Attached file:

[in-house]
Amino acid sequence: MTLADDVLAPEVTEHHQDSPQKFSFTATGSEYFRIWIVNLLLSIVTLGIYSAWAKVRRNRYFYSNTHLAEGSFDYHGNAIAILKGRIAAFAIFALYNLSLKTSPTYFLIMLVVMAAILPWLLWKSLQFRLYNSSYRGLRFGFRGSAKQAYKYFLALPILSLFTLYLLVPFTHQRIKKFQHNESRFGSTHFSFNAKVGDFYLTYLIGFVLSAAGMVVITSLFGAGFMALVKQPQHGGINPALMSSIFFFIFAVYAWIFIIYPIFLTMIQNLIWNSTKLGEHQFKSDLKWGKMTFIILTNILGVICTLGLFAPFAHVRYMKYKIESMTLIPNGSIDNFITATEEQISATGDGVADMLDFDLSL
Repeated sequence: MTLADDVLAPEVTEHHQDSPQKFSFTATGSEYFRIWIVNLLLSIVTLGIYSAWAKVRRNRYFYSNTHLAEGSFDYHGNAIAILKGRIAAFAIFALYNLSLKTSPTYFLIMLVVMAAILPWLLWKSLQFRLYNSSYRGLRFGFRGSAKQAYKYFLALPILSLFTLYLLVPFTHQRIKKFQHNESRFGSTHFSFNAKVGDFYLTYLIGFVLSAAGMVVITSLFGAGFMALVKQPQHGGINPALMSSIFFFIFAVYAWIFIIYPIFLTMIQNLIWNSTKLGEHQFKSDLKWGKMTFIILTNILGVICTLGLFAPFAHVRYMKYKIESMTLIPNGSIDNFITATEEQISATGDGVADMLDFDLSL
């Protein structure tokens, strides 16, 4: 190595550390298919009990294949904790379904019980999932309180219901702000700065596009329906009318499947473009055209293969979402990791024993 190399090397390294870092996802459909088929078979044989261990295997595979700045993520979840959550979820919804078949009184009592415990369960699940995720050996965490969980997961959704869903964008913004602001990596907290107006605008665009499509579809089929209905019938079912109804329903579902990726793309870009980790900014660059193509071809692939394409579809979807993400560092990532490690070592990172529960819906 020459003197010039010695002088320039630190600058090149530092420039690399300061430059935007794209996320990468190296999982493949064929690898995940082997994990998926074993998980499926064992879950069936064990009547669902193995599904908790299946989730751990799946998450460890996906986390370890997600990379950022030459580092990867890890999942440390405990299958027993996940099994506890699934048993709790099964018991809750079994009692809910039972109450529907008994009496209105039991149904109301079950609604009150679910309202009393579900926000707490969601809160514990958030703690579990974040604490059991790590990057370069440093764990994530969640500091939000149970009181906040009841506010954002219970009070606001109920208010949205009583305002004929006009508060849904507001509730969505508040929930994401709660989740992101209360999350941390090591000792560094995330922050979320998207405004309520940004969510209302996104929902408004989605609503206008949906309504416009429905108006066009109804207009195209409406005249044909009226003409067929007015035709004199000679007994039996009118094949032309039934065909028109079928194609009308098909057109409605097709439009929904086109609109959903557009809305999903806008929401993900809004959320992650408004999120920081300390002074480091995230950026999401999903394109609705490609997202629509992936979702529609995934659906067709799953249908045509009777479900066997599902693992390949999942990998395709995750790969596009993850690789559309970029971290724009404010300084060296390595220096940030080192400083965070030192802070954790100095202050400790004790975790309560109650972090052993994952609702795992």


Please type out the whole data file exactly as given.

[in-house]
Amino acid sequence: MTLADDVLAPEVTEHHQDSPQKFSFTATGSEYFRIWIVNLLLSIVTLGIYSAWAKVRRNRYFYSNTHLAEGSFDYHGNAIAILKGRIAAFAIFALYNLSLKTSPTYFLIMLVVMAAILPWLLWKSLQFRLYNSSYRGLRFGFRGSAKQAYKYFLALPILSLFTLYLLVPFTHQRIKKFQHNESRFGSTHFSFNAKVGDFYLTYLIGFVLSAAGMVVITSLFGAGFMALVKQPQHGGINPALMSSIFFFIFAVYAWIFIIYPIFLTMIQNLIWNSTKLGEHQFKSDLKWGKMTFIILTNILGVICTLGLFAPFAHVRYMKYKIESMTLIPNGSIDNFITATEEQISATGDGVADMLDFDLSL
Repeated sequence: MTLADDVLAPEVTEHHQDSPQKFSFTATGSEYFRIWIVNLLLSIVTLGIYSAWAKVRRNRYFYSNTHLAEGSFDYHGNAIAILKGRIAAFAIFALYNLSLKTSPTYFLIMLVVMAAILPWLLWKSLQFRLYNSSYRGLRFGFRGSAKQAYKYFLALPILSLFTLYLLVPFTHQRIKKFQHNESRFGSTHFSFNAKVGDFYLTYLIGFVLSAAGMVVITSLFGAGFMALVKQPQHGGINPALMSSIFFFIFAVYAWIFIIYPIFLTMIQNLIWNSTKLGEHQFKSDLKWGKMTFIILTNILGVICTLGLFAPFAHVRYMKYKIESMTLIPNGSIDNFITATEEQISATGDGVADMLDFDLSL
């Protein structure tokens, strides 16, 4: 190595550390298919009990294949904790379904019980999932309180219901702000700065596009329906009318499947473009055209293969979402990791024993 190399090397390294870092996802459909088929078979044989261990295997595979700045993520979840959550979820919804078949009184009592415990369960699940995720050996965490969980997961959704869903964008913004602001990596907290107006605008665009499509579809089929209905019938079912109804329903579902990726793309870009980790900014660059193509071809692939394409579809979807993400560092990532490690070592990172529960819906 020459003197010039010695002088320039630190600058090149530092420039690399300061430059935007794209996320990468190296999982493949064929690898995940082997994990998926074993998980499926064992879950069936064990009547669902193995599904908790299946989730751990799946998450460890996906986390370890997600990379950022030459580092990867890890999942440390405990299958027993996940099994506890699934048993709790099964018991809750079994009692809910039972109450529907008994009496209105039991149904109301079950609604009150679910309202009393579900926000707490969601809160514990958030703690579990974040604490059991790590990057370069440093764990994530969640500091939000149970009181906040009841506010954002219970009070606001109920208010949205009583305002004929006009508060849904507001509730969505508040929930994401709660989740992101209360999350941390090591000792560094995330922050979320998207405004309520940004969510209302996104929902408004989605609503206008949906309504416009429905108006066009109804207009195209409406005249044909009226003409067929007015035709004199000679007994039996009118094949032309039934065909028109079928194609009308098909057109409605097709439009929904086109609109959903557009809305999903806008929401993900809004959320992650408004999120920081300390002074480091995230950026999401999903394109609705490609997202629509992936979702529609995934659906067709799953249908045509009777479900066997599902693992390949999942990998395709995750790969596009993850690789559309970029971290724009404010300084060296390595220096940030080192400083965070030192802070954790100095202050400790004790975790309560109650972090052993994952609702795992």